The United States Senate has passed a bill to posthumously award Emmett Till and his mother Mamie Till-Mobley the Congressional Gold Medal.
Till was tortured and murdered by two white men, K.W. Milam and his half-brother Roy Bryant, after Bryant’s wife, Carolyn, claimed he whistled to her at a grocery store in Drew, Mississippi. At the time, Emmett was visiting family in rural Mississippi from Chicago over the summer. Four days later, white supremacists kidnapped Emmett, brutally beat him and lynched him. Using barbed wire, the men then tied a large metal fan to Emmett’s neck and tossed him in the Tallahatchie River.
Like many killings of Black people still today, the men were acquitted by an all-white jury months after the teen was killed, even though Emmett’s uncle was an eyewitness to the murder. While devastated by her son’s murder, Till-Mobley took it upon herself to honor Emmett by dedicating herself to social justice. Till-Mobley’s decision to have an open-casket ceremony for Emmett’s funeral shook the world and opened closed eyes to the harsh realities of racism in America. “I wanted the world to see what they did to my boy,” Till-Mobley, who passed away in 2003, was recorded saying.
This past Tuesday, a bill that was introduced in 2020 to honor Till and his mother was set into law. “At the age of 14, Emmett Till was abducted and lynched at the hands of white supremacists. His gruesome murder still serves as a solemn reminder of the terror and violence experienced by Black Americans throughout our nation’s history,” said Sen. Cory Booker, one of the sponsors of the bill.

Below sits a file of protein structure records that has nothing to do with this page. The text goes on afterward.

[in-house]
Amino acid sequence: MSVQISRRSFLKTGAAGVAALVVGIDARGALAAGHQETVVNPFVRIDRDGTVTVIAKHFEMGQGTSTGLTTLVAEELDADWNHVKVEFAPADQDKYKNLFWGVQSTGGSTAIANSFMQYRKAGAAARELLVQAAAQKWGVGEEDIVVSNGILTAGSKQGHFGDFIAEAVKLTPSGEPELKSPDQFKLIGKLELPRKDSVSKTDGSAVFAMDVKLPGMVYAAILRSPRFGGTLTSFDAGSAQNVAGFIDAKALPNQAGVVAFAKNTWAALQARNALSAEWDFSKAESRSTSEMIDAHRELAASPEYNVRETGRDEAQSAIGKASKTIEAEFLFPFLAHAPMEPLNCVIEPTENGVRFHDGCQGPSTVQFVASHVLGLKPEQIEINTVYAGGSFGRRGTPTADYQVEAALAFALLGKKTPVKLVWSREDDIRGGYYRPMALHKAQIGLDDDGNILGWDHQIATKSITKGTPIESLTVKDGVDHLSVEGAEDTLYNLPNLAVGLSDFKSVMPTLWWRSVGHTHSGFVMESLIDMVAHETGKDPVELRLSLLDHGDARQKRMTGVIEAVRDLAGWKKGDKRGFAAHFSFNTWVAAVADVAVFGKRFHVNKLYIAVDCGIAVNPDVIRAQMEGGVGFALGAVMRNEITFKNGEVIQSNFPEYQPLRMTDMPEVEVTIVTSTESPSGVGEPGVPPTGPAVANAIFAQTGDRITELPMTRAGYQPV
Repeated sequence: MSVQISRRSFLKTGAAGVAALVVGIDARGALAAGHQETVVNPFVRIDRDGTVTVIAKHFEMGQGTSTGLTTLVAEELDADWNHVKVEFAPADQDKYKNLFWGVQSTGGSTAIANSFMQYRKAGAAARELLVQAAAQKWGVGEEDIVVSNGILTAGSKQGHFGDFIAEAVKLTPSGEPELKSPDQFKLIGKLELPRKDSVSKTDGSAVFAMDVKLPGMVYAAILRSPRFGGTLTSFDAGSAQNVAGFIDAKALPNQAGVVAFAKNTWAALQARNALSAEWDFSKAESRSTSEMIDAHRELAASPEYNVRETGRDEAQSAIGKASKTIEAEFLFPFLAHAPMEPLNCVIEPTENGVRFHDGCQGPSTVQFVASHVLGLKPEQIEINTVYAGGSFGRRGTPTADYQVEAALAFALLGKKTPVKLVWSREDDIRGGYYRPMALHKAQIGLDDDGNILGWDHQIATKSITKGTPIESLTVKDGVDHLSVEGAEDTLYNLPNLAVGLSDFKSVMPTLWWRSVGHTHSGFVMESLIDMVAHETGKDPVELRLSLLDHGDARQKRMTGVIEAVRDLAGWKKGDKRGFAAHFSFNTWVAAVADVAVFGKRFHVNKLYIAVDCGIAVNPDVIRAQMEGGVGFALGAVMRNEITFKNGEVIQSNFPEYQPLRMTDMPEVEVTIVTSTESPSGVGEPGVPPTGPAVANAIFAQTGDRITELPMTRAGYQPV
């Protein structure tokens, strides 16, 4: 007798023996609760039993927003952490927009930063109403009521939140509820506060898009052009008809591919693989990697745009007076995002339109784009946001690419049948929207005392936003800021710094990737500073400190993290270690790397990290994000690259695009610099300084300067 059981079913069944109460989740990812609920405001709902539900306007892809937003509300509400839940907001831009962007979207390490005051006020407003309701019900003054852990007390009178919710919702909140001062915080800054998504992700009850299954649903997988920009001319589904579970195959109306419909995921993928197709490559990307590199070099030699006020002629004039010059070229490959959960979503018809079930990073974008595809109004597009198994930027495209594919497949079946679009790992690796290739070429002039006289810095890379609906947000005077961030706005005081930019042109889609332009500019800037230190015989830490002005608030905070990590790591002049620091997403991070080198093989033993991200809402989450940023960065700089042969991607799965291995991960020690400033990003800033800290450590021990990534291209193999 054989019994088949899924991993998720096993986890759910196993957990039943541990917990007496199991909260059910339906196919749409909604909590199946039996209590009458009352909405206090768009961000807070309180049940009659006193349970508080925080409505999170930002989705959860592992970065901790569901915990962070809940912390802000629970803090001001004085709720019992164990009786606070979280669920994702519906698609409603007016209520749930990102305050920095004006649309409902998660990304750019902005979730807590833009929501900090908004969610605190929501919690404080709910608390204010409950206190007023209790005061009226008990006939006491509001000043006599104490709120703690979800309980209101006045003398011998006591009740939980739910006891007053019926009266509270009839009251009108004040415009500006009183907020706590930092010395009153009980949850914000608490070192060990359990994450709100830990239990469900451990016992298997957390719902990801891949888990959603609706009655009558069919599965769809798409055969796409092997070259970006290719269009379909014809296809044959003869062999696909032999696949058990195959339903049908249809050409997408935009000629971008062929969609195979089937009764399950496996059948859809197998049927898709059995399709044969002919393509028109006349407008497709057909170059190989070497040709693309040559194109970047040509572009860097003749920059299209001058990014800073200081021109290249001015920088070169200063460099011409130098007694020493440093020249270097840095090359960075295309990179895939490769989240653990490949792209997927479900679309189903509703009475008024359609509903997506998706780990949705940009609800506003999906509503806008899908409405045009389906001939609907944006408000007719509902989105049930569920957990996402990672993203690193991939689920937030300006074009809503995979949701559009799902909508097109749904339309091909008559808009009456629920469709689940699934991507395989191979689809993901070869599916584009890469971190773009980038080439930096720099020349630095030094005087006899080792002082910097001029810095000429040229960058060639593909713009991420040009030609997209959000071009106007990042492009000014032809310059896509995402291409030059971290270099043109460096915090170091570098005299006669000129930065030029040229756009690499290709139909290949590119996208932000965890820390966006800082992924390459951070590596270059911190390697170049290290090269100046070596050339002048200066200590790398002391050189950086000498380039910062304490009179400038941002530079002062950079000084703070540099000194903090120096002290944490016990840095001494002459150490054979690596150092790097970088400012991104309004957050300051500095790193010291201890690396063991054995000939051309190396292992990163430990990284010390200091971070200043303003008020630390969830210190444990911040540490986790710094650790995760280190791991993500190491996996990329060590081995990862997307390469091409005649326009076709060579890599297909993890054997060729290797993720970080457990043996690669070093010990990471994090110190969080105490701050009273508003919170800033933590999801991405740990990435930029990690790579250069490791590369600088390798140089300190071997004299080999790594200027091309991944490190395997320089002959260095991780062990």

“The courage and activism demonstrated by Emmett’s mother, Mamie Till-Mobley, in displaying to the world the brutality endured by her son helped awaken the nation’s conscience, forcing America to reckon with its failure to address racism and the glaring injustices that stem from such hatred,” he continued.
The efforts of Till-Mobley’s Emmett Till Justice Campaign led to the re-investigation of Emmett’s murder and the passing of the Emmett Till Unsolved Civil Rights Crime Act of 2007, which was passed in 2007. The law legally requires the Justice Department and the FBI to investigate cold cases from the civil rights era.
Just last month, the DOJ Civil Rights Division and the United States Attorney’s Office for the Northern District of Mississippi announced that it had closed its investigation into a witness’s alleged recantation of her account of the events leading up to the murder of Till.
The government’s re-investigation found no new evidence suggesting that either the woman or any other living person was involved in Till’s abduction and murder.